‘Paul Cheshire, Max Nathan, and Henry Overman recognize the large disconnect between urban economics and urban policy, and their book is intended to help bridge that gap. It is the authors’ general contention that “urban economists have to date contributed very little to the development and evaluation of real-world urban policy” (p. 1). While I think there are some notable counterexamples to which I return below, I largely agree with this claim. In addition, the authors believe that urban economics, particularly modern urban economics, has much value to add to policy making. Here, I think the case is less clear-cut, but the authors present it well. Given the authors’ purpose, readers of this book can expect a nontechnical summary of recent research in urban economics, with a clear and complete explanation of what it implies for urban policymaking. This is precisely what the authors deliver, so readers should not expect new findings from this extremely accomplished research team; instead they get careful synthesis, interpretation,and policy recommendations. As such the book will be of most value to students and practitioners in fields that do have a lot of influence in urban policy, especially planning and government.'
– Andrew Haughwout, Journal of Regional Science
‘The book is among the most effective critiques of contemporary urban planning thought, characterized by such approaches as urban containment, compact city, and densification.’
– Wendell Cox, New Geography
‘Urban Economics and Urban Policy pulls together cutting-edge developments in urban and regional economics and draws out their implications for urban policy. This new urban economics goes beyond simple comparative advantage and cost competitiveness of cities, and beyond simple views of capital and labor. It develops a much more complex and realistic view of what constitutes local advantage, due to the spatial sorting of different types of people and different types of firms, giving rise to a lumpy landscape of people, activities, and incomes. By taking seriously the new ways we understand the forces shaping the geography of economic development, the authors suggest fresh new ways to work with the grain of markets, but without letting them rip. It is a tour de force.’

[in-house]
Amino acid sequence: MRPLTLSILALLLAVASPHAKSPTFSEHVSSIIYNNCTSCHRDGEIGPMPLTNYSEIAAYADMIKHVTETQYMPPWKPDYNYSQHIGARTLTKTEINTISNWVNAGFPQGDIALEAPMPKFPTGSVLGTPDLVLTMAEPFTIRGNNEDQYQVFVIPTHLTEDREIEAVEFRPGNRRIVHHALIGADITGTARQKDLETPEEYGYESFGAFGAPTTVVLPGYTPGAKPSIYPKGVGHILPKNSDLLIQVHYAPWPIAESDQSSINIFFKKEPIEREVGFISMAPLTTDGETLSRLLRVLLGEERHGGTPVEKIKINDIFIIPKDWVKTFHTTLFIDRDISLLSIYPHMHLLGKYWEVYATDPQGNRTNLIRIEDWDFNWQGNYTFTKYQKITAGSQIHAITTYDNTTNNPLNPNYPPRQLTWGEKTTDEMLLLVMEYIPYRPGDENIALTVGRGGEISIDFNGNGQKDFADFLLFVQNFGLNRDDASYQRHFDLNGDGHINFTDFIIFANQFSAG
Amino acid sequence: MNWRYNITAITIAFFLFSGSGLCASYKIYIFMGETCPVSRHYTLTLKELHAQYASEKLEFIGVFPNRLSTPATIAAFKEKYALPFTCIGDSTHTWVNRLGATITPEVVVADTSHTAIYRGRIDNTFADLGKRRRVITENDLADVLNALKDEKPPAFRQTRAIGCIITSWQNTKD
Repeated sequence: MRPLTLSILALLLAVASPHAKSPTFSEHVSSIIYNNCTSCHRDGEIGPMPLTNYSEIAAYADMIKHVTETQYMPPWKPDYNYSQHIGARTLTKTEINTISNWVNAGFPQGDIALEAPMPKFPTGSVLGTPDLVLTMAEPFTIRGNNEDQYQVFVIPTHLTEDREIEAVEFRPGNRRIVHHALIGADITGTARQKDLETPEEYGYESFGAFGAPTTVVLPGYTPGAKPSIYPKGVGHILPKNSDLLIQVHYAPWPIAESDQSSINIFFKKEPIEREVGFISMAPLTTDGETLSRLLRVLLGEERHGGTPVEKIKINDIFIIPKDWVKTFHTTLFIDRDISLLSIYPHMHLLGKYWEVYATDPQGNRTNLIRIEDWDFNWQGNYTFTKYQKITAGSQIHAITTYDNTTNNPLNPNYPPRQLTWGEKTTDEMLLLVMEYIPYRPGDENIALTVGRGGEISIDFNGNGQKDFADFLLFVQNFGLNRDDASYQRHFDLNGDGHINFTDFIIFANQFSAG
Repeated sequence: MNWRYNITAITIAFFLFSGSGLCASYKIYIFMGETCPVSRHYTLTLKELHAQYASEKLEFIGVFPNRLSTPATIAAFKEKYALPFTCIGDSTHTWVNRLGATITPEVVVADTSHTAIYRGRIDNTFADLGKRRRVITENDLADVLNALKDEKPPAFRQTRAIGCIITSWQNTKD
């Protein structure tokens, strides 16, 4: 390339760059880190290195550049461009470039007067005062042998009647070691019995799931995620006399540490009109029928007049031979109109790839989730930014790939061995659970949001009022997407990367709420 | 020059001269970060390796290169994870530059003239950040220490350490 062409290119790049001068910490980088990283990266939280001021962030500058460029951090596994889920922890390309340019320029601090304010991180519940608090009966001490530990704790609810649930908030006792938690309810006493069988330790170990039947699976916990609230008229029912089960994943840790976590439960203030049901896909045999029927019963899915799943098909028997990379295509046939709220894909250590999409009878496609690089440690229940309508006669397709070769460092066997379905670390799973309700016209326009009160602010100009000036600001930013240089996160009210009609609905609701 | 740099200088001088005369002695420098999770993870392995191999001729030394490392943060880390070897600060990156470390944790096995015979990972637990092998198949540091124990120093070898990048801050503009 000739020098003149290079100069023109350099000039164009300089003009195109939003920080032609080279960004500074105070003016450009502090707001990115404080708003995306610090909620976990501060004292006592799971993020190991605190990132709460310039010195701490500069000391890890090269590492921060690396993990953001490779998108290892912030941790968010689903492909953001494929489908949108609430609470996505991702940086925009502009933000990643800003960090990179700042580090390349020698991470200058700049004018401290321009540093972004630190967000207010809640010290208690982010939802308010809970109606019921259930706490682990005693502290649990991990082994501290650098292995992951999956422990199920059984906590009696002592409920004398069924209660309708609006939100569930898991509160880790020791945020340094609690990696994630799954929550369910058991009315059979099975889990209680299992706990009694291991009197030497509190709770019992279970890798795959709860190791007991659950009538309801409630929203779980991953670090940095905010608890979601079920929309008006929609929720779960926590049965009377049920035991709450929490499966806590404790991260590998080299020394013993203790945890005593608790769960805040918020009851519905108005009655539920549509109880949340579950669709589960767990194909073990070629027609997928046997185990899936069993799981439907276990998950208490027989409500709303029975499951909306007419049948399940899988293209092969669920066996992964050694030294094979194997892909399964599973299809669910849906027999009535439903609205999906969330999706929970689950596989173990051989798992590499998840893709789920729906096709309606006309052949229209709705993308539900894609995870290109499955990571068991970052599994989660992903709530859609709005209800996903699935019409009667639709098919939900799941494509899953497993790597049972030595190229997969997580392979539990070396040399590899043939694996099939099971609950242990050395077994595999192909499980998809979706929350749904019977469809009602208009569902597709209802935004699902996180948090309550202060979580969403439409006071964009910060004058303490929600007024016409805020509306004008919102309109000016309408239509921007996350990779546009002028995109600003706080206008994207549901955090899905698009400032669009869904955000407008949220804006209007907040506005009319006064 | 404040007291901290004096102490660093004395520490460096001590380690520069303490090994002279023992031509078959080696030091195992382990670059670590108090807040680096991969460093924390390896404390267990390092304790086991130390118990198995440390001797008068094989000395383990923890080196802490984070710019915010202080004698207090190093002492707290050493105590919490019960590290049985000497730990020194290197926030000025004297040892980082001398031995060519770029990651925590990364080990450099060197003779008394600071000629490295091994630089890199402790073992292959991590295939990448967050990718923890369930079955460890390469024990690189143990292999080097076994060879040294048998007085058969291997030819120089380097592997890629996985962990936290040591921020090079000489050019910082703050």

– Michael Storper, London School of Economics and Political Science, UK
This is a terrific book that summarises the state of economic knowledge about urban economies but – as it also acknowledges – there is much we don’t understand. . . Urban Economics and Urban Policy provides an invaluable foundation for the debate ahead.
– Diane Coyle, The Enlightened Economist